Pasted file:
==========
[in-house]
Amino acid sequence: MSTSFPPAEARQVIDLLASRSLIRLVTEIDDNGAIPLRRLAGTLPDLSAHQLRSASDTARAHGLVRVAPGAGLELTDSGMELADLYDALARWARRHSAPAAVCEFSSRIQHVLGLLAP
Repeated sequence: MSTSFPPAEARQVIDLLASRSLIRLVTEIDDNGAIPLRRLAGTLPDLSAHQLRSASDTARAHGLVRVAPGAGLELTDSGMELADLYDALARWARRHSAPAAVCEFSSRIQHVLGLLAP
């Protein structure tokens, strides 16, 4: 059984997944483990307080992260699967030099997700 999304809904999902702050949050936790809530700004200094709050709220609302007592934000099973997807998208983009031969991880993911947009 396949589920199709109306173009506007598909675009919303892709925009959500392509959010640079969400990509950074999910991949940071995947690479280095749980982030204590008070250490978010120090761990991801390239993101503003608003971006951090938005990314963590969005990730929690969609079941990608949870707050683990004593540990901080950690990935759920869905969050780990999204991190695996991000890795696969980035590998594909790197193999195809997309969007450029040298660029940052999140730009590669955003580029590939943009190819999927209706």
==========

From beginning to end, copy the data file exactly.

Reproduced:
[in-house]
Amino acid sequence: MSTSFPPAEARQVIDLLASRSLIRLVTEIDDNGAIPLRRLAGTLPDLSAHQLRSASDTARAHGLVRVAPGAGLELTDSGMELADLYDALARWARRHSAPAAVCEFSSRIQHVLGLLAP
Repeated sequence: MSTSFPPAEARQVIDLLASRSLIRLVTEIDDNGAIPLRRLAGTLPDLSAHQLRSASDTARAHGLVRVAPGAGLELTDSGMELADLYDALARWARRHSAPAAVCEFSSRIQHVLGLLAP
């Protein structure tokens, strides 16, 4: 059984997944483990307080992260699967030099997700 999304809904999902702050949050936790809530700004200094709050709220609302007592934000099973997807998208983009031969991880993911947009 396949589920199709109306173009506007598909675009919303892709925009959500392509959010640079969400990509950074999910991949940071995947690479280095749980982030204590008070250490978010120090761990991801390239993101503003608003971006951090938005990314963590969005990730929690969609079941990608949870707050683990004593540990901080950690990935759920869905969050780990999204991190695996991000890795696969980035590998594909790197193999195809997309969007450029040298660029940052999140730009590669955003580029590939943009190819999927209706």